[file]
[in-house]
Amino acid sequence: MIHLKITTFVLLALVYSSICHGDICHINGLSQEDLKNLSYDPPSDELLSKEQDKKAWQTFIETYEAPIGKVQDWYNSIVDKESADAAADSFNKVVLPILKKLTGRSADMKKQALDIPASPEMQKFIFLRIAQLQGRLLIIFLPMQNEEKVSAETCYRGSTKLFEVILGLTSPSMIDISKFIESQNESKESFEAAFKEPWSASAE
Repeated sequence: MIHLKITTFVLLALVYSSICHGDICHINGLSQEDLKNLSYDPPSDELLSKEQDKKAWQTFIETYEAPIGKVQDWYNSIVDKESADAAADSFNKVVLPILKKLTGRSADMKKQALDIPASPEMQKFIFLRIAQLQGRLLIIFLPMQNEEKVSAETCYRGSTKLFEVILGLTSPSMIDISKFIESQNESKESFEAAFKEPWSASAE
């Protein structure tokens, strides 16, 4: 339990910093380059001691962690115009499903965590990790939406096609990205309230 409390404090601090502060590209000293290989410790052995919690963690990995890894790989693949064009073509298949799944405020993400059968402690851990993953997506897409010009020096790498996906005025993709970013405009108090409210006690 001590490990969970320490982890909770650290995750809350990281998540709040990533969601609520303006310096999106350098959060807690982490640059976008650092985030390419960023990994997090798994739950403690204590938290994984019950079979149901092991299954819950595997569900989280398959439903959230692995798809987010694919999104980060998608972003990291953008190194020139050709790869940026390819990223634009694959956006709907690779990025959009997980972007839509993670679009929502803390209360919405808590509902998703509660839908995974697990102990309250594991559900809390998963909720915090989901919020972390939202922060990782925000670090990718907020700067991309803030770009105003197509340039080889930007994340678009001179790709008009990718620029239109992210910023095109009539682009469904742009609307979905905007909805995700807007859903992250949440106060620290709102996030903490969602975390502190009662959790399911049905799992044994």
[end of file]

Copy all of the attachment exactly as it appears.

[in-house]
Amino acid sequence: MIHLKITTFVLLALVYSSICHGDICHINGLSQEDLKNLSYDPPSDELLSKEQDKKAWQTFIETYEAPIGKVQDWYNSIVDKESADAAADSFNKVVLPILKKLTGRSADMKKQALDIPASPEMQKFIFLRIAQLQGRLLIIFLPMQNEEKVSAETCYRGSTKLFEVILGLTSPSMIDISKFIESQNESKESFEAAFKEPWSASAE
Repeated sequence: MIHLKITTFVLLALVYSSICHGDICHINGLSQEDLKNLSYDPPSDELLSKEQDKKAWQTFIETYEAPIGKVQDWYNSIVDKESADAAADSFNKVVLPILKKLTGRSADMKKQALDIPASPEMQKFIFLRIAQLQGRLLIIFLPMQNEEKVSAETCYRGSTKLFEVILGLTSPSMIDISKFIESQNESKESFEAAFKEPWSASAE
């Protein structure tokens, strides 16, 4: 339990910093380059001691962690115009499903965590990790939406096609990205309230 409390404090601090502060590209000293290989410790052995919690963690990995890894790989693949064009073509298949799944405020993400059968402690851990993953997506897409010009020096790498996906005025993709970013405009108090409210006690 001590490990969970320490982890909770650290995750809350990281998540709040990533969601609520303006310096999106350098959060807690982490640059976008650092985030390419960023990994997090798994739950403690204590938290994984019950079979149901092991299954819950595997569900989280398959439903959230692995798809987010694919999104980060998608972003990291953008190194020139050709790869940026390819990223634009694959956006709907690779990025959009997980972007839509993670679009929502803390209360919405808590509902998703509660839908995974697990102990309250594991559900809390998963909720915090989901919020972390939202922060990782925000670090990718907020700067991309803030770009105003197509340039080889930007994340678009001179790709008009990718620029239109992210910023095109009539682009469904742009609307979905905007909805995700807007859903992250949440106060620290709102996030903490969602975390502190009662959790399911049905799992044994």